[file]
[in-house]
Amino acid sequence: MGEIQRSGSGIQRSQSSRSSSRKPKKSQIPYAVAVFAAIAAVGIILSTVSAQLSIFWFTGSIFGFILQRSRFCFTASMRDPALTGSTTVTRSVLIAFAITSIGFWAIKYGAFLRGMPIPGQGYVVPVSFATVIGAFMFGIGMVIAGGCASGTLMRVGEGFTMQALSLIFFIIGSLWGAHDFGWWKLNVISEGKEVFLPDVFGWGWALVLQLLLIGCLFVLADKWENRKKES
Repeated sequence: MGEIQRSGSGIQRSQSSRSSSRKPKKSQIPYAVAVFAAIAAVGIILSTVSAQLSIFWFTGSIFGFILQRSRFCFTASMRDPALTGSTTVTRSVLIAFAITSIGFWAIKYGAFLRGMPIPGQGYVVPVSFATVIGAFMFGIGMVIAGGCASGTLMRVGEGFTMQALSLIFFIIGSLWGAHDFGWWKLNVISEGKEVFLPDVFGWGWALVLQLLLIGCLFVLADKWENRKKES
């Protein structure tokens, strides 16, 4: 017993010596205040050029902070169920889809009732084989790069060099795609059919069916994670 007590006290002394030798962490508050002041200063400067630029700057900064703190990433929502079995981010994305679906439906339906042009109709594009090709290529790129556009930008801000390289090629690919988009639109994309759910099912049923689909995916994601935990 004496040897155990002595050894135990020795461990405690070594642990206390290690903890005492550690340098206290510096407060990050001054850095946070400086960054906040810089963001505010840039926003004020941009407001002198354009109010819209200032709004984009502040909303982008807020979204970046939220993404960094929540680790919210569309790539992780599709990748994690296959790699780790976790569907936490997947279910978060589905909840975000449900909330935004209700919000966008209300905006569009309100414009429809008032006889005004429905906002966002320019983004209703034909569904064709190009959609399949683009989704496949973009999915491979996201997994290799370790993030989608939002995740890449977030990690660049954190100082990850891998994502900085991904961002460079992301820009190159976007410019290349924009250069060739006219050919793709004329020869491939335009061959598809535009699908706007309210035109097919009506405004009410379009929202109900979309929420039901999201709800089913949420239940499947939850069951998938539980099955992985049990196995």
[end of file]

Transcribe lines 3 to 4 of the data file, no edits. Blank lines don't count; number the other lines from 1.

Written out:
Repeated sequence: MGEIQRSGSGIQRSQSSRSSSRKPKKSQIPYAVAVFAAIAAVGIILSTVSAQLSIFWFTGSIFGFILQRSRFCFTASMRDPALTGSTTVTRSVLIAFAITSIGFWAIKYGAFLRGMPIPGQGYVVPVSFATVIGAFMFGIGMVIAGGCASGTLMRVGEGFTMQALSLIFFIIGSLWGAHDFGWWKLNVISEGKEVFLPDVFGWGWALVLQLLLIGCLFVLADKWENRKKES
């Protein structure tokens, strides 16, 4: 017993010596205040050029902070169920889809009732084989790069060099795609059919069916994670 007590006290002394030798962490508050002041200063400067630029700057900064703190990433929502079995981010994305679906439906339906042009109709594009090709290529790129556009930008801000390289090629690919988009639109994309759910099912049923689909995916994601935990 004496040897155990002595050894135990020795461990405690070594642990206390290690903890005492550690340098206290510096407060990050001054850095946070400086960054906040810089963001505010840039926003004020941009407001002198354009109010819209200032709004984009502040909303982008807020979204970046939220993404960094929540680790919210569309790539992780599709990748994690296959790699780790976790569907936490997947279910978060589905909840975000449900909330935004209700919000966008209300905006569009309100414009429809008032006889005004429905906002966002320019983004209703034909569904064709190009959609399949683009989704496949973009999915491979996201997994290799370790993030989608939002995740890449977030990690660049954190100082990850891998994502900085991904961002460079992301820009190159976007410019290349924009250069060739006219050919793709004329020869491939335009061959598809535009699908706007309210035109097919009506405004009410379009929202109900979309929420039901999201709800089913949420239940499947939850069951998938539980099955992985049990196995």